When you're looking for some fresh air in between typical commercial projects, it's quite interesting to take a break and select your favorite topic to develop your skills. Gustavo Esser Schmidt, a Brazilian 3D artist, drives us to his own moments of experiments in a coniferous forest!
Hey 3D community,
Before introducing you to the making-of article for the "Lockeport House in the forest" project, I would like to thank Rebusfarm and VWArtClub teams for the opportunity to share my work. Thank you!
My name is Gustavo Esser Schmidt and I'm a 3D artist from Brazil. I had my first contact with 3DS Max in college and I completely fell in love with it. After graduating in Multimedia Production, I decided to take an architectural visualization course and co-founded StudioHaus. After 6 years of working in the industry, I decided to take a break and go to Australia to study, which opened my horizons and strongly revived my love for Archviz. Since 2019 I have been back home, working with clients around the world, continuing to learn and develop myself as an artist day after day.
I used 3DS Max for modeling, Corona for rendering, Forestpack for scattering, HDRI Haven for HDRIs, Megascans for textures and models, and Photoshop for post-production.
About The Project.
This was a project I wanted to do for a long time. The vast majority of projects I work on in my studio and outside of collaboration with other studios are single-family and multi-family new builds and for that reason, I wanted to do something different because I really like nature and coniferous forests, so I ended up choosing this theme for my project.
First, I went looking for a house project that could match the scenario. That's how I found Lockeport Beach House by Nova Tayona Architects. The second step was to look for references to the atmosphere and mood that I would like to convey through the images. Original project and photos of the Lockeport Beach House - Nova Tayona Architects:
The main idea was to build a scene with a modern wooden house, surrounded by conifers trees, and lots of greenery. I wanted to create a scene with very detailed and realistic vegetation that could transmit a unique mood into the woods.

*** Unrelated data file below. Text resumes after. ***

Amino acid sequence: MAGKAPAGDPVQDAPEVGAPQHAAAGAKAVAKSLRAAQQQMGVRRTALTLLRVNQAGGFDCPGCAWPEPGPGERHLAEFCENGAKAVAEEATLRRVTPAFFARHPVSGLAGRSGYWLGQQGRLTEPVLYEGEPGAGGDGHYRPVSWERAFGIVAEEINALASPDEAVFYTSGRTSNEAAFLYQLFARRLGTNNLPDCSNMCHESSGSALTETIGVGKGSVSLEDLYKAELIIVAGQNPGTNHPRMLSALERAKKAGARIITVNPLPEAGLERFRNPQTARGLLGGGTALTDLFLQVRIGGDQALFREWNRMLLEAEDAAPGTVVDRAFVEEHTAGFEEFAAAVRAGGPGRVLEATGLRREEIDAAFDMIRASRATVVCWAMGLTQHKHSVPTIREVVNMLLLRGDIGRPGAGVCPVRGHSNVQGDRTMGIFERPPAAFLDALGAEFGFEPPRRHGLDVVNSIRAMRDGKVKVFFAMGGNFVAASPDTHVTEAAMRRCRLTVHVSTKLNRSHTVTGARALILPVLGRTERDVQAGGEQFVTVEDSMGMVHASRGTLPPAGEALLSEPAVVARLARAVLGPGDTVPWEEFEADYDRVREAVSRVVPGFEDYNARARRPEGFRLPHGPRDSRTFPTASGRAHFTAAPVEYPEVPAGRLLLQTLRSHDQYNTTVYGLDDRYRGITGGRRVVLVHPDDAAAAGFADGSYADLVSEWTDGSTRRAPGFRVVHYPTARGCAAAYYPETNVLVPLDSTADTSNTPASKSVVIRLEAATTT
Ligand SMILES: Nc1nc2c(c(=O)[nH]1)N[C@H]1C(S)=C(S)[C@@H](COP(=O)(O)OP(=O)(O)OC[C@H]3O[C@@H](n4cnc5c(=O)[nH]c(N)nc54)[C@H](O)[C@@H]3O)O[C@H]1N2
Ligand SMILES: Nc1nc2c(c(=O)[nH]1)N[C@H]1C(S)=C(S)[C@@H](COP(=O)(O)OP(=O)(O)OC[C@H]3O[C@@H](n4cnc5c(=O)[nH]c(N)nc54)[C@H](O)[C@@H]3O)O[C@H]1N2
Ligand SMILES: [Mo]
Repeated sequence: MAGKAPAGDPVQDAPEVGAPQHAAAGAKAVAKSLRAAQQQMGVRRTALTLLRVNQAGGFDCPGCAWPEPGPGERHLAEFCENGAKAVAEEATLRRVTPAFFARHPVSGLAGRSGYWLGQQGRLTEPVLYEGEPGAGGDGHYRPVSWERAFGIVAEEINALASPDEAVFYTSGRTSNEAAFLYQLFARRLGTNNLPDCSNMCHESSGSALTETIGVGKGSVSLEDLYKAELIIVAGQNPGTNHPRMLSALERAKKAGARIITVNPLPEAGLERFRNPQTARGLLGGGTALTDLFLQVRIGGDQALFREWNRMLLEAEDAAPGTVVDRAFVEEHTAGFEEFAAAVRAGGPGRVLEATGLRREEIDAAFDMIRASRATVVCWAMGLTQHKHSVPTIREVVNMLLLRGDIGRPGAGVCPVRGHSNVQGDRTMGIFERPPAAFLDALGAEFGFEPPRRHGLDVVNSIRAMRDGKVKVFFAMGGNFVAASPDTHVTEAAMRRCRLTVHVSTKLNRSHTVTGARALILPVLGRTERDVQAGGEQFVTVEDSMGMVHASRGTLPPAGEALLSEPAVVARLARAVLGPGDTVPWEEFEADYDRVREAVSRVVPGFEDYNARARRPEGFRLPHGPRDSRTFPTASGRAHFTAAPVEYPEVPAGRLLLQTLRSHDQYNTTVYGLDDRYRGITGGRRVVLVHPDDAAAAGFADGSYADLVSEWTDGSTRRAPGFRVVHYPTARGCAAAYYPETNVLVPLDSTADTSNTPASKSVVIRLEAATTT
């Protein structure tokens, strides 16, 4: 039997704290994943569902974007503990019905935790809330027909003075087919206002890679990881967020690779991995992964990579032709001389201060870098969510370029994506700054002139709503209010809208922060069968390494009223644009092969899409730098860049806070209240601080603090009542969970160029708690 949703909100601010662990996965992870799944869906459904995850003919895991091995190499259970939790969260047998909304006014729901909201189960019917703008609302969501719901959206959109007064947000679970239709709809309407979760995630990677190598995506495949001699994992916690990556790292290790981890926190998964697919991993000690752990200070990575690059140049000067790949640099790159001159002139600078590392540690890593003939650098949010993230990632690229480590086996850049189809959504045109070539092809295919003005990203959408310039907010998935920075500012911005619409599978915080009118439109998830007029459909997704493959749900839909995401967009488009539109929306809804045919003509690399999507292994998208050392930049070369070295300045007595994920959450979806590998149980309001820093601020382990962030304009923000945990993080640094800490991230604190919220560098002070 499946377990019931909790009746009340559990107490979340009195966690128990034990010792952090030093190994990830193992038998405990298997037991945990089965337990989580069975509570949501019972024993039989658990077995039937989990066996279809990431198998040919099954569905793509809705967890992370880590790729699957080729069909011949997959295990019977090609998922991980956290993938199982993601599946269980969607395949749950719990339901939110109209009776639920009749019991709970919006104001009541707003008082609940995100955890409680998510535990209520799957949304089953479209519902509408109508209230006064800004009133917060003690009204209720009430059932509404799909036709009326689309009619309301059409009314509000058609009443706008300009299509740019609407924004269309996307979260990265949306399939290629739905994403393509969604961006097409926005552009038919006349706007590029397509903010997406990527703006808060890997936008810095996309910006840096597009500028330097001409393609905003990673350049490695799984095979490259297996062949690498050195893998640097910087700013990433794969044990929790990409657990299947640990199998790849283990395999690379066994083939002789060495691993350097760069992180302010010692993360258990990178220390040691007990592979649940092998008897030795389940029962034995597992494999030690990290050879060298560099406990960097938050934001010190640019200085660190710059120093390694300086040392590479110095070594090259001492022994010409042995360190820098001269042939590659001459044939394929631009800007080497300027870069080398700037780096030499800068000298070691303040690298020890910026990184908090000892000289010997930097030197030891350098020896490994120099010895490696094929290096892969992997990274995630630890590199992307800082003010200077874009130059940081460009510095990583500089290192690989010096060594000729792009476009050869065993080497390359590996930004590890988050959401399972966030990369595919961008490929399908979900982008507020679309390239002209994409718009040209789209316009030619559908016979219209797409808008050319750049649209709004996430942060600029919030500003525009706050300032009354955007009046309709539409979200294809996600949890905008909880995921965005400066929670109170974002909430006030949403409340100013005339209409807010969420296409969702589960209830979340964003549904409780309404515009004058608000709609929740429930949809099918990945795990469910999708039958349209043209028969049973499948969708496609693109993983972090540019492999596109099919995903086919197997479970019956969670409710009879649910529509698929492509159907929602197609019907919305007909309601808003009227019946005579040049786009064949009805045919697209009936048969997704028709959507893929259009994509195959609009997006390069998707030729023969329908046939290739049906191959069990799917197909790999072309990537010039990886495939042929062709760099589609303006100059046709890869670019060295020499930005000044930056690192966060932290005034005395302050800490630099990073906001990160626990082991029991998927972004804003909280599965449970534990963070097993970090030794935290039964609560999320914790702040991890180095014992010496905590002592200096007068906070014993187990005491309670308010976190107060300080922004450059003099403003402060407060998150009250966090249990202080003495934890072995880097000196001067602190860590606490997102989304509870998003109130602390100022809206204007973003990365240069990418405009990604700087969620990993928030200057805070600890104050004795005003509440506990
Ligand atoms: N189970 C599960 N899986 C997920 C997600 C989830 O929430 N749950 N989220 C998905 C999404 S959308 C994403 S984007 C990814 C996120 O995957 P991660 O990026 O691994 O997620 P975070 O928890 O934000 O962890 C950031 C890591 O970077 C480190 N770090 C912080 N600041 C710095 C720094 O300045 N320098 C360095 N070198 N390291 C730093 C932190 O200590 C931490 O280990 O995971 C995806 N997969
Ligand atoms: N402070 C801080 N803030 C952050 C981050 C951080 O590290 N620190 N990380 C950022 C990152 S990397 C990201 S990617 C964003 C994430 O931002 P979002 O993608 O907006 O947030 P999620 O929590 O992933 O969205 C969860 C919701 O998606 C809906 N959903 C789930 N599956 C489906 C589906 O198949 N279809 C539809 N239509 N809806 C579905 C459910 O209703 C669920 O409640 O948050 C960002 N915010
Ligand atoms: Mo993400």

The modeling of this project was very simple, the house was made with the native tools of 3DS Max, except for the roof I used a floor generator. I created the land area with a plan with few subdivisions and added others to achieve the expected result. Lastly, I added a turbosmooth and used some displacement maps to give small bumps on the terrain.
The path to the house was made with a script called PEN Clone that duplicates an object along the spline. For this, I modeled a box and applied a texture from Megascans with a CoronaUvwRandomizer so that the mapping was different in each plank.
CLICK TO ENLARGE THE IMAGE.
CLICK TO ENLARGE THE IMAGE.
The idea was to have a dense forest with points of light between the trees and for that, I used a Corona Sun and Sky to have greater control of the light direction. I also turned on the volume effect to generate a little haze in the background. For the background, I ended up using an HDRI in direct visibility as I wasn't getting a gradient with the corona sky.
Textures & Assets.
Most of the textures I used in this project are from Megascans, with only minor color correction modifications. For the ground covering I used vegetation from Megascans and for the bigger bushes, I used models from Maxtree. The pine trees were downloaded from 3dsky. To add a little more detail I added some rocks, logs, branches, and pine cones from Megascans. All assets were distributed with Forestpack.
Composition & Camera.
I always try to frame my images with super realistic assets in the first plane. I believe it helps to make the image more realistic and interesting. For the main image, I moved one of the trees closer and added a rock on the other side. To give the image a bit of storytelling and guide our eye to the middle of the image I added a man walking along a path that leads to the house.
For the camera, I always try to use a lens closer to 35mm as it doesn’t give much distortion and it remains possible to see closer objects.
Post-Production & Final Image.
My post-production process on the images works as follows:
First I always try to make the render as complete as possible with the Tone Mapping tools. After adjusting the tone mapping, I always like to add render elements as well. Then I load everything in Photoshop to see if any of them can give me any more interesting details. After applying the render elements I convert the image into Smart Object to use the Camera Raw Filter and in it, I make the last corrections of lights, sharpness, and colors.
And that's the end. I really hope the information in this article can be helpful, and if you have any questions, please contact me via the links below! Thank you VWArtclub and RebusFarm teams once again for this amazing opportunity!
Gustavo Esser Schmidt.
Check more of Gustavo's work on these channels:
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